Edouard Manet, a famous French painter, was born on Jan. 23, 1832. Manet ranks among the most influential figures in the history of modern art. Manet helped break tradition by using his subject matter in unexpected ways in his paintings. His works often combine past artistic styles with images from the life of his times. Manet painted in a bold, simplified manner. He included little detail in his paintings and did not carefully model his figures to achieve a conventional three-dimensional quality. He believed that his apparently rapid, impulsive brushwork would convince the viewers they were looking at a scene actually observed by the artist.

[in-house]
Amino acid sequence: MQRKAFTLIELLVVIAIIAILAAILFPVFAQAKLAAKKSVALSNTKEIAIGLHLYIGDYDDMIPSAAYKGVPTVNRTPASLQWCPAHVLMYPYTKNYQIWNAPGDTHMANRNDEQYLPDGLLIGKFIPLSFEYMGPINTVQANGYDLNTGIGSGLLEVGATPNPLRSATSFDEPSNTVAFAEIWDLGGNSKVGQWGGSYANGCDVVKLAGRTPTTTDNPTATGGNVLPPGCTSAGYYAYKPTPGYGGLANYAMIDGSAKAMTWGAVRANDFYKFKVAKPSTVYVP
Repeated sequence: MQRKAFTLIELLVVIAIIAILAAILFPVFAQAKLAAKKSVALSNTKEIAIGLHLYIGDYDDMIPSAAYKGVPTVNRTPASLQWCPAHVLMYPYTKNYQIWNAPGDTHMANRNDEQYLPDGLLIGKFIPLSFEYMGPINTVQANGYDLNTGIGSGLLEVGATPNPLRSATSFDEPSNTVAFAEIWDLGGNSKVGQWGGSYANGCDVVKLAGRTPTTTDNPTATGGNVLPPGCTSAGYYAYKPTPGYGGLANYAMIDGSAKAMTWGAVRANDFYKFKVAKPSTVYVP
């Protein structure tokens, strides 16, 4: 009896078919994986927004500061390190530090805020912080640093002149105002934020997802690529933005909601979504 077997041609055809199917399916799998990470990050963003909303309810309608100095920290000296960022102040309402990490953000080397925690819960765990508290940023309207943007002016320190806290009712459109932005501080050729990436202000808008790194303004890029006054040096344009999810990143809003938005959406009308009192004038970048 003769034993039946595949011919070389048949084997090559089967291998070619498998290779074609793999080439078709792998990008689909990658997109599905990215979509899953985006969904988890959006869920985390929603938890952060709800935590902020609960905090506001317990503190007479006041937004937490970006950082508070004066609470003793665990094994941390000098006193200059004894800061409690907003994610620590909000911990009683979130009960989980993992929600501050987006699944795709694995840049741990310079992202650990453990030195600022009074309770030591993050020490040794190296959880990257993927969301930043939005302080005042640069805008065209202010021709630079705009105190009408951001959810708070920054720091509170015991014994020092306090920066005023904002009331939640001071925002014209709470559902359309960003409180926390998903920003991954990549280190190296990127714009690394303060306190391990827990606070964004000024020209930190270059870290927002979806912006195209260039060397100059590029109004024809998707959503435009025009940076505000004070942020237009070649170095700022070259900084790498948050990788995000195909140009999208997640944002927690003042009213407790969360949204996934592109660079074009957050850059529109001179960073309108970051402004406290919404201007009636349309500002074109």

Manet learned how to use outline expressively, how to obtain a lively quality with broken brushstrokes, and how to achieve strong lighting with a minimum of tones. He wanted to use this technical knowledge to portray modern life in a spontaneous way. Manet’s Music in the Tuileries Gardens (1862) successfully captures a sense of the newly leisured middle class of Manet’s day relaxing and listening to music in a Paris park.
In 1863, Manet shocked the people of Paris with his painting Luncheon on the Grass. This picture shows a female nude at a picnic in a park with two men who are wearing modern clothes. In 1865, Manet’s Olympia, a painting of a female nude, created an even greater scandal. The public objected to the nude’s bold pose, to her direct and outward gaze, and to the picture’s severe lighting contrasts and flat silhouetted forms. Manet’s last great painting was Bar at the Folies Bergere (1882), a work remarkable for its dazzling color, rich textures, and detailed portrait of Parisian society.